re: Why Android's Dominance Is Bad
Despite my preference for Apple devices, I'm happy to agree that Macs aren't necessarily better than Windows PCs. Each has its pros & cons.
But Chuck is correct: more market share doesn't necessarily equate to something being "the best."
It's no secret that - just as in the desktop/laptop markets - the are numerous manufacturers of Android devices, whereas only Apple makes iOS devices (by its choice). Those multiple makers represent far more manufacturing capability than Apple has. The multiple vendors also compete not only against Apple, but against each other, which - again, just like in the PC market - has created a race to be the lowest-priced provider. A benefit of that - for Google - is that Android devices are less expensive than iOS devices, and that includes the newer, more state-of-the-art models, whereas Apple only gives away its 4-generations old iPhone 3GS and provides deep discounts on 2- and 3-generation old equipment (4S and 4, respectively). So, customers can get a "newer", more-current Android phone for less - free, even. And for the vast majority of consumers, price is the biggest decider, so they opt for the less expensive/free Android instead of the iPhone. To be sure, some folks - particularly techies - choose Android because they believe it's better, "it's more open" or just because it's not from Apple.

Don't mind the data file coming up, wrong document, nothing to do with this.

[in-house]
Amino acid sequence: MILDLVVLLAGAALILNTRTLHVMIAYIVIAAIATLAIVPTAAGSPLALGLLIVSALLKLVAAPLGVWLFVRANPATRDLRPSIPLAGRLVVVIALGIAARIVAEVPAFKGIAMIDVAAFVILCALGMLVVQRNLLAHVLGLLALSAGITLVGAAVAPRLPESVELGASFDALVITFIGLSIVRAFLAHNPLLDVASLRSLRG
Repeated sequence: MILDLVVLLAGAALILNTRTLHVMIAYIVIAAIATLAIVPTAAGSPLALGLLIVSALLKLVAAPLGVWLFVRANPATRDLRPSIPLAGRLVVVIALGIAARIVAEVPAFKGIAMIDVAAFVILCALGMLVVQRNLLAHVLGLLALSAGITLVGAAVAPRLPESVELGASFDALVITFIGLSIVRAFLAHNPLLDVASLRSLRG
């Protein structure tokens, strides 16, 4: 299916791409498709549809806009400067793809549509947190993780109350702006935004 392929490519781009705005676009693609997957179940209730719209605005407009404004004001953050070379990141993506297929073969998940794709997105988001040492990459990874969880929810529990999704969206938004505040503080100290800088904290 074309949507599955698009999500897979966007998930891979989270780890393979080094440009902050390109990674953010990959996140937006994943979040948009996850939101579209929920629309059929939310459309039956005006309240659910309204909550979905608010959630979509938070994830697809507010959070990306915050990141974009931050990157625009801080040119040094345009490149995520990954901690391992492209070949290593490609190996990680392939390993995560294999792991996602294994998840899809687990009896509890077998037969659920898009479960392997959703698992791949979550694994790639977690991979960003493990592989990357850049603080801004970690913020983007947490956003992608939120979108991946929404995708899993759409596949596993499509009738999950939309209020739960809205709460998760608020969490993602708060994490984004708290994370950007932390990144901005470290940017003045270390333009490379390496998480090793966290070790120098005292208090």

But most consumers simply don't care. They just want a smartphone so they can check email, post on Facebook and surf the web anywhere anytime. And Android offers that for less money.
Chuck's analogy to cars is dead-on, though: People buy more Ford Focuses than BMWs not because the Focus is a better car; they buy the focus because it's less expensive. Some don't care for the BMW's advantages. Some just can't afford them. Either way, Ford sells more Focuses than BMW sells of all of its models combined. But that doesn't make the Focus the better car.
I mentioned BMW specifically, because back in 1997, shortly after returning to Apple, Steve Jobs clearly explained that Apple doesn't define success as making the most popular devices, but by making the best devices possible. Then he compared Apple to BMW. Not everybody wants, needs or can afford a BMW, but for those who do, it's nice to have the choice. (Ftr, I don't care much for BMWs, I'd rather have a Caddy CTS-V ... Wagon. ;-)
Apple is successful enough with its strategy. It doesn't need to be the biggest in my market to be a successful business. Likewise, Android is successful. And I'd argue that we're all better off with both of them in the game ... and maybe Microsoft, too.